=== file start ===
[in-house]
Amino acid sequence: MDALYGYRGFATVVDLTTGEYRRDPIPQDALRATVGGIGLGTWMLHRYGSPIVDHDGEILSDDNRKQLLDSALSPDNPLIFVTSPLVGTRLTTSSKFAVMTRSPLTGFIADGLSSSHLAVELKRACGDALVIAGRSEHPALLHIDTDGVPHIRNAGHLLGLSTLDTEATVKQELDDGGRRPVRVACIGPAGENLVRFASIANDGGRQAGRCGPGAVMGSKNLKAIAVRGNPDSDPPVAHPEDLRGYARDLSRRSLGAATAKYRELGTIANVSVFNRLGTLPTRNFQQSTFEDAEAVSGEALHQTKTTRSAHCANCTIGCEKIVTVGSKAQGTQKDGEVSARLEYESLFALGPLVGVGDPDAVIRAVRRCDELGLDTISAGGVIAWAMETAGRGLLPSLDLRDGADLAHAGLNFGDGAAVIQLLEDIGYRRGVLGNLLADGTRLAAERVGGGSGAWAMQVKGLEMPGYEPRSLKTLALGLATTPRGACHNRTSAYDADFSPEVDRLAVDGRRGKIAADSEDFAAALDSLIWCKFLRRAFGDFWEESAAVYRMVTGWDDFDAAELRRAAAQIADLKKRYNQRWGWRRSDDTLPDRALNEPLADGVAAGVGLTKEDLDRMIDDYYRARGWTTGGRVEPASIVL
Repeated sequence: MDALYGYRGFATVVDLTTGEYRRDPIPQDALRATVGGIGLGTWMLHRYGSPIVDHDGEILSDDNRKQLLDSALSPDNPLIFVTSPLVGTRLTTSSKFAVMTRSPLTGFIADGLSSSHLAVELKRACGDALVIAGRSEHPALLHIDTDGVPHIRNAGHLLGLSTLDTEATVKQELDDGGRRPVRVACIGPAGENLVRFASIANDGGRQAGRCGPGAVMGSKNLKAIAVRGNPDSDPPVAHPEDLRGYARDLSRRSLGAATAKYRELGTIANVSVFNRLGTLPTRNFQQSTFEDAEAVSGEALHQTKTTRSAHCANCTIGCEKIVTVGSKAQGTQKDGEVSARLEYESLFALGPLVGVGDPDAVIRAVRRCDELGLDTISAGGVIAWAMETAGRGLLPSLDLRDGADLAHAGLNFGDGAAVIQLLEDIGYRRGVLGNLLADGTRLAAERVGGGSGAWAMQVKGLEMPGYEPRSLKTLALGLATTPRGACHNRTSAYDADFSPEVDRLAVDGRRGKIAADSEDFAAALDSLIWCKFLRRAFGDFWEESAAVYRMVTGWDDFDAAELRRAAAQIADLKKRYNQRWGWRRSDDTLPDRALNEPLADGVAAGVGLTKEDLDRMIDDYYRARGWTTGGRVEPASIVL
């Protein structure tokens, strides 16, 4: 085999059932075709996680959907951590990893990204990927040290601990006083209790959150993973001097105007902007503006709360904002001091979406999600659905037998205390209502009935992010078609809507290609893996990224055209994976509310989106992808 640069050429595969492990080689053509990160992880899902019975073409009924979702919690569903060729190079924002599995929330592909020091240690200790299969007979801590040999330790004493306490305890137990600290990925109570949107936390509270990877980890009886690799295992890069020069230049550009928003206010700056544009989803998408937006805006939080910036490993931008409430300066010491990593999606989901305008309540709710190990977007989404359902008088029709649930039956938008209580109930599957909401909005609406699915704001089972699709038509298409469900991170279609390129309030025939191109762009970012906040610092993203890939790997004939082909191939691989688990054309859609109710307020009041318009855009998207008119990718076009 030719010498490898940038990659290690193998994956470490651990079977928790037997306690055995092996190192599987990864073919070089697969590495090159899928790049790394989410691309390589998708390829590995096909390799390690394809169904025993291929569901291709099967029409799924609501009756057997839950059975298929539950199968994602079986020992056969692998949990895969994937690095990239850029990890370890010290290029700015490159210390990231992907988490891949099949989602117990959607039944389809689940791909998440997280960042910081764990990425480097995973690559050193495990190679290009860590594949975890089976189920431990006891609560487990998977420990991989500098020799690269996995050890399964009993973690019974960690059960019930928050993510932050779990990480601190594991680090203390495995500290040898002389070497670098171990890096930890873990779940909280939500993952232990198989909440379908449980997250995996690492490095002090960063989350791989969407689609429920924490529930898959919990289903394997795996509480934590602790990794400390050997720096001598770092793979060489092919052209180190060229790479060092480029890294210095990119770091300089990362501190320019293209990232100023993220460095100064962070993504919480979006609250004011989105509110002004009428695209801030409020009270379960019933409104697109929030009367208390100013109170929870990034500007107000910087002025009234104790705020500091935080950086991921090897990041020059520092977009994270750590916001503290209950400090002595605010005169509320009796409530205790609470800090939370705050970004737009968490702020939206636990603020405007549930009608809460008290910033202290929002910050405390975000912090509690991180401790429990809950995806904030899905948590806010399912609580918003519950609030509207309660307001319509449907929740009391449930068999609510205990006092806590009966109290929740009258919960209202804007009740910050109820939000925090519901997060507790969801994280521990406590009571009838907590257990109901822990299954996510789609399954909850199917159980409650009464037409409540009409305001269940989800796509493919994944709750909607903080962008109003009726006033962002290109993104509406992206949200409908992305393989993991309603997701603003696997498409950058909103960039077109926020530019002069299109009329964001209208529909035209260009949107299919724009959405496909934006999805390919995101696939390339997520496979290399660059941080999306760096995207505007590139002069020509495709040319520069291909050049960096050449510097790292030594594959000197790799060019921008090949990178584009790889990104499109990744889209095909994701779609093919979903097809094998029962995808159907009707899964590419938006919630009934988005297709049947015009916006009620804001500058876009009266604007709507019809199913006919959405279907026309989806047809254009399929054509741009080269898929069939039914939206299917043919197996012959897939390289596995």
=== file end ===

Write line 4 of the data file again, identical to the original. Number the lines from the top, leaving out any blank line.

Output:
């Protein structure tokens, strides 16, 4: 085999059932075709996680959907951590990893990204990927040290601990006083209790959150993973001097105007902007503006709360904002001091979406999600659905037998205390209502009935992010078609809507290609893996990224055209994976509310989106992808 640069050429595969492990080689053509990160992880899902019975073409009924979702919690569903060729190079924002599995929330592909020091240690200790299969007979801590040999330790004493306490305890137990600290990925109570949107936390509270990877980890009886690799295992890069020069230049550009928003206010700056544009989803998408937006805006939080910036490993931008409430300066010491990593999606989901305008309540709710190990977007989404359902008088029709649930039956938008209580109930599957909401909005609406699915704001089972699709038509298409469900991170279609390129309030025939191109762009970012906040610092993203890939790997004939082909191939691989688990054309859609109710307020009041318009855009998207008119990718076009 030719010498490898940038990659290690193998994956470490651990079977928790037997306690055995092996190192599987990864073919070089697969590495090159899928790049790394989410691309390589998708390829590995096909390799390690394809169904025993291929569901291709099967029409799924609501009756057997839950059975298929539950199968994602079986020992056969692998949990895969994937690095990239850029990890370890010290290029700015490159210390990231992907988490891949099949989602117990959607039944389809689940791909998440997280960042910081764990990425480097995973690559050193495990190679290009860590594949975890089976189920431990006891609560487990998977420990991989500098020799690269996995050890399964009993973690019974960690059960019930928050993510932050779990990480601190594991680090203390495995500290040898002389070497670098171990890096930890873990779940909280939500993952232990198989909440379908449980997250995996690492490095002090960063989350791989969407689609429920924490529930898959919990289903394997795996509480934590602790990794400390050997720096001598770092793979060489092919052209180190060229790479060092480029890294210095990119770091300089990362501190320019293209990232100023993220460095100064962070993504919480979006609250004011989105509110002004009428695209801030409020009270379960019933409104697109929030009367208390100013109170929870990034500007107000910087002025009234104790705020500091935080950086991921090897990041020059520092977009994270750590916001503290209950400090002595605010005169509320009796409530205790609470800090939370705050970004737009968490702020939206636990603020405007549930009608809460008290910033202290929002910050405390975000912090509690991180401790429990809950995806904030899905948590806010399912609580918003519950609030509207309660307001319509449907929740009391449930068999609510205990006092806590009966109290929740009258919960209202804007009740910050109820939000925090519901997060507790969801994280521990406590009571009838907590257990109901822990299954996510789609399954909850199917159980409650009464037409409540009409305001269940989800796509493919994944709750909607903080962008109003009726006033962002290109993104509406992206949200409908992305393989993991309603997701603003696997498409950058909103960039077109926020530019002069299109009329964001209208529909035209260009949107299919724009959405496909934006999805390919995101696939390339997520496979290399660059941080999306760096995207505007590139002069020509495709040319520069291909050049960096050449510097790292030594594959000197790799060019921008090949990178584009790889990104499109990744889209095909994701779609093919979903097809094998029962995808159907009707899964590419938006919630009934988005297709049947015009916006009620804001500058876009009266604007709507019809199913006919959405279907026309989806047809254009399929054509741009080269898929069939039914939206299917043919197996012959897939390289596995």